Today it offers a comprehensive range of authentic Buddhist teachings and practices, aligned with the Theravada lineage, with an emphasis on mindfulness, calm and insight (Vipassana). There are at least 45 residential retreats in the year and groups all over the country, online teachings and other forms of teaching that help all to explore the nature of experience and open doorways to an awakened life. It leads to clarity and opening of the heart, and to the development of capacities and qualities which support ourselves, our community, other living beings and the environment. It now has a residential center in Kibbutz Ein Dor that can accommodate around 100 participants. The teachings are available and accessible to people of all ages and backgrounds, whether secular or religious, and from all ethnic groups and countries.

Mashiv Nefesh is a Buddhist inspired spiritual community in the village of Clil. Along with others, I helped to found and support this community over many years, and guide and teach those living there and coming for retreats and practice.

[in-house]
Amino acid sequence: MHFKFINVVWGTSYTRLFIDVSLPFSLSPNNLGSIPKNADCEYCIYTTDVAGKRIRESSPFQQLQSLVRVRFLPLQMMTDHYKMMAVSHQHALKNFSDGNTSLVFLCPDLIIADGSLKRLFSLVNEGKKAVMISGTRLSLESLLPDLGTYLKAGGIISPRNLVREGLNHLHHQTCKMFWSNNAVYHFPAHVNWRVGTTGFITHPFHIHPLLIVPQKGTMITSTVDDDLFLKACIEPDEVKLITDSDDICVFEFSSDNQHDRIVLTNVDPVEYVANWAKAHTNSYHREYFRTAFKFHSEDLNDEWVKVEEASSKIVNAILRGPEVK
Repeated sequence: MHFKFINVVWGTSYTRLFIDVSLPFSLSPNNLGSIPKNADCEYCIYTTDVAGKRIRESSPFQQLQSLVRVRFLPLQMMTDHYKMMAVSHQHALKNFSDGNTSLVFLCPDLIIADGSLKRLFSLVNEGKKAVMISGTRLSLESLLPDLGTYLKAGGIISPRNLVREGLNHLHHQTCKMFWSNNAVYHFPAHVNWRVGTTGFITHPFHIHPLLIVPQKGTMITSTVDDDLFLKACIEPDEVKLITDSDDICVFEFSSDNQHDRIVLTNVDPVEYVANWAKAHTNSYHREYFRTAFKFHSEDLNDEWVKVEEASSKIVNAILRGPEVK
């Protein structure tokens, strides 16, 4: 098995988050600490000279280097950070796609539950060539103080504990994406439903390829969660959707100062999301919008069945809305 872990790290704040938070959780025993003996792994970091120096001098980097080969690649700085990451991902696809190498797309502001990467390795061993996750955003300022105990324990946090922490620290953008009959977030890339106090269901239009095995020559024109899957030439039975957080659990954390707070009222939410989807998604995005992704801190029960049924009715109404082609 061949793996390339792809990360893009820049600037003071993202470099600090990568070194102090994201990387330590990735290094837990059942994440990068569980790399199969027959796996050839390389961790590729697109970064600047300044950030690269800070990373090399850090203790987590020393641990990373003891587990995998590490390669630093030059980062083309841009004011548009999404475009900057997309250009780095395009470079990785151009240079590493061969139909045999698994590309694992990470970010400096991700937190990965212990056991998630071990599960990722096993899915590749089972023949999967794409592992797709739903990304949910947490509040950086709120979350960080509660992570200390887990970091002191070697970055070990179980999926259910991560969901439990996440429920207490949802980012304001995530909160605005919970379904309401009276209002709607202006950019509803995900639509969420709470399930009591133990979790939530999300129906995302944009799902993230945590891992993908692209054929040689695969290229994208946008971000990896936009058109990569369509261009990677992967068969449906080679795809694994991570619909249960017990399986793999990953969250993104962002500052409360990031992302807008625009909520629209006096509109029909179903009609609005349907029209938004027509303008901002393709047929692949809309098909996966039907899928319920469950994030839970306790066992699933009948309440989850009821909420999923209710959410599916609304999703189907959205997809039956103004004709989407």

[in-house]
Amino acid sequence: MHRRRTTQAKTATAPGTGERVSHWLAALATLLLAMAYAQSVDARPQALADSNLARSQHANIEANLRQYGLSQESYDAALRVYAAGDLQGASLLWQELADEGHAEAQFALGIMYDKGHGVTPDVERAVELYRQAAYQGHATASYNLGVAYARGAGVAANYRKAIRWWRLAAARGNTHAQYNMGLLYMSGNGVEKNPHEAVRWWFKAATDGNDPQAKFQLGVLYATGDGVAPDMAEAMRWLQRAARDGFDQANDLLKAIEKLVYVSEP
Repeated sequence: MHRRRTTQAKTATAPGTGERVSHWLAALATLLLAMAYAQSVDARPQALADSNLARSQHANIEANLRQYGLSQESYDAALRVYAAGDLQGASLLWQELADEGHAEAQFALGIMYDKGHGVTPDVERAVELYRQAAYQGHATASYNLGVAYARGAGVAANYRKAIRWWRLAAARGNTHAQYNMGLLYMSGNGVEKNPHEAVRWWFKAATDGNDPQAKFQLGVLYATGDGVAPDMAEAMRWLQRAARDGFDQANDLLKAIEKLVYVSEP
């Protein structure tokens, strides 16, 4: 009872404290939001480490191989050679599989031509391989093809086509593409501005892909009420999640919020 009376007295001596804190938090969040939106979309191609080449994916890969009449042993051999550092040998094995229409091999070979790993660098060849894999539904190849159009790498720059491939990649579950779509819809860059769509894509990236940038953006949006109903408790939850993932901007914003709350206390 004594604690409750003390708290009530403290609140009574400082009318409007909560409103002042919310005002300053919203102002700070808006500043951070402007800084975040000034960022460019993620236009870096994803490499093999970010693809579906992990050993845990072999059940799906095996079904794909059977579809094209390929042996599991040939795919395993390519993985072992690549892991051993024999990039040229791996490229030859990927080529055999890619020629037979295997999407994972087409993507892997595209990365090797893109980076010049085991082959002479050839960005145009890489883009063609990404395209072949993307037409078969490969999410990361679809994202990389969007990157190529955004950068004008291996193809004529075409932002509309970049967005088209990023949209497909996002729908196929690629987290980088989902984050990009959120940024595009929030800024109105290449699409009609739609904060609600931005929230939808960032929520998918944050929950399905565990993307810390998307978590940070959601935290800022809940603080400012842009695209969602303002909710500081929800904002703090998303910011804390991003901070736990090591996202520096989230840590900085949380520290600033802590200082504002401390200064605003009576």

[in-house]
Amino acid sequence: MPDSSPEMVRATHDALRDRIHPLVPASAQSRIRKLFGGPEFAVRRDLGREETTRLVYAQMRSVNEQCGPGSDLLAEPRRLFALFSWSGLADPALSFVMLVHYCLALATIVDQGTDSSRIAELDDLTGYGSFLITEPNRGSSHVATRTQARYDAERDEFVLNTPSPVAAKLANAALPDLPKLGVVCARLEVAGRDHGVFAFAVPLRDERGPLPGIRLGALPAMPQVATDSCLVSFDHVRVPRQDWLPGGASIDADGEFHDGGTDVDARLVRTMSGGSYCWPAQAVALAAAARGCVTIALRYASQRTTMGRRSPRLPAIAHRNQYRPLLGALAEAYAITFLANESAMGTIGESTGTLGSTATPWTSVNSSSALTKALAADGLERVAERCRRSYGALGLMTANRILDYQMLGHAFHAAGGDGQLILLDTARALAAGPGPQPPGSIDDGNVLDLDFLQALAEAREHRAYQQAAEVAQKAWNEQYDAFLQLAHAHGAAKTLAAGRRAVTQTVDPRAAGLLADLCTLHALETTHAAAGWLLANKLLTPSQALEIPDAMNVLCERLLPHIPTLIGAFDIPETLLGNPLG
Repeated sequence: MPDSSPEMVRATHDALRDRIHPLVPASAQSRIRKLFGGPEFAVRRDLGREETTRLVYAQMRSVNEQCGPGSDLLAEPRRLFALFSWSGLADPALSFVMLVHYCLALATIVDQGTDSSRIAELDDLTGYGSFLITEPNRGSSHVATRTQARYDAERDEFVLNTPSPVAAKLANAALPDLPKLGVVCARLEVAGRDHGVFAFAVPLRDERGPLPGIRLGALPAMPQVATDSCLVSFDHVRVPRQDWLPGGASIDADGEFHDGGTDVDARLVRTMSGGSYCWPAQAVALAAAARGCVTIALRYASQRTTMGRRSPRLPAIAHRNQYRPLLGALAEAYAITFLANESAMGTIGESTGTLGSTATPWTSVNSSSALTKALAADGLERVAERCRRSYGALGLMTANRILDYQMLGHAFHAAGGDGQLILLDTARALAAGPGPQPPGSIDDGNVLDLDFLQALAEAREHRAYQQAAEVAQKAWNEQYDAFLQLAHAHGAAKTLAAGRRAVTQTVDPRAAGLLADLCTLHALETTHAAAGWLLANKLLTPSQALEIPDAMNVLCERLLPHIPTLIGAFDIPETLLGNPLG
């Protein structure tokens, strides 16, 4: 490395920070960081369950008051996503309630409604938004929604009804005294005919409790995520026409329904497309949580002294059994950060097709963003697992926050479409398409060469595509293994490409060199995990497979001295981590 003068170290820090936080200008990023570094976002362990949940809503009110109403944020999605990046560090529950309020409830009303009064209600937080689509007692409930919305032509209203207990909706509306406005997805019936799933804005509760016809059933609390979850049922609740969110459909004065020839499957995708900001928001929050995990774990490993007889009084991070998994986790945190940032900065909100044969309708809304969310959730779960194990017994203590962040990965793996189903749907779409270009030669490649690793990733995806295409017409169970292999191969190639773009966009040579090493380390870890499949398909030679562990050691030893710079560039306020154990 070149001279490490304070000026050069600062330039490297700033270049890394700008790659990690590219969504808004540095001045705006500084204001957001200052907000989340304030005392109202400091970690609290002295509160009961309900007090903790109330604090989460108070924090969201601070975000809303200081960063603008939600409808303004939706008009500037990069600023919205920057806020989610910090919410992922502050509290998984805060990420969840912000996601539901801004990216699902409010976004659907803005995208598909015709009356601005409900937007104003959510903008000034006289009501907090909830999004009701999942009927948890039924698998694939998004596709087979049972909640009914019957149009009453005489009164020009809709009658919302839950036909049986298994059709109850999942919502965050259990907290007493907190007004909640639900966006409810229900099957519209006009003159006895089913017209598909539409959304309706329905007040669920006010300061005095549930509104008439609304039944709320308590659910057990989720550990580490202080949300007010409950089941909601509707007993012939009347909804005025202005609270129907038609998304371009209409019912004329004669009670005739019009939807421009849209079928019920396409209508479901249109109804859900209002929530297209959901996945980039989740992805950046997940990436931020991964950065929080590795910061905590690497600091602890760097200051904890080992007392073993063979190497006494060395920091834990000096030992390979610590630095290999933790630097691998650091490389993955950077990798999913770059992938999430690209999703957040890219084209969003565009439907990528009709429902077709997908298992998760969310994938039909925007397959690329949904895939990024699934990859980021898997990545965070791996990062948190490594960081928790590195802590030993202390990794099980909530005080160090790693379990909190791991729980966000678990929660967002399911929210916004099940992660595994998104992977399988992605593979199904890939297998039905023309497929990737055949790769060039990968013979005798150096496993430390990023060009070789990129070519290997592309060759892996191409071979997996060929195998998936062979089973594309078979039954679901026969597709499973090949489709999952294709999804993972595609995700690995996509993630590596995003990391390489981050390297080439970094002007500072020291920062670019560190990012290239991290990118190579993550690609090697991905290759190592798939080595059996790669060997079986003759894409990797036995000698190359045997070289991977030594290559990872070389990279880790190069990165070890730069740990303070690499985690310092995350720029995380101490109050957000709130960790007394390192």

Mashiv Nefesh supports the growth and development in the spiritual path of the community that lives there, by means of the daily practice of meditation, conscious living and a kind and ethical relationship with themselves, with each other and with nature and the environment. The spiritual practice and daily activities  cultivate heart qualities like generosity, caring and friendship, and encourage social involvement in the wider community.

Today, dharma is taught by experienced teachers as part of weekend retreats as well as courses and practice groups, and there is a weekly program of  meetings, discussions and inquiry. The center is also open throughout the year for short and long personal retreats. The center is a simple and modest place within the olive orchards and nature of the Galilee. It is based on ecological sensitivity, and allows residents to connect with and take care of nature and the environment. 

Mashiv Nefesh is a non-profit organization, and most of the activities at the center are based on the contributions of the participants. The support of the participants in the day-to-day activities makes it possible to maintain the place as an open house for practice, learning and inspiration.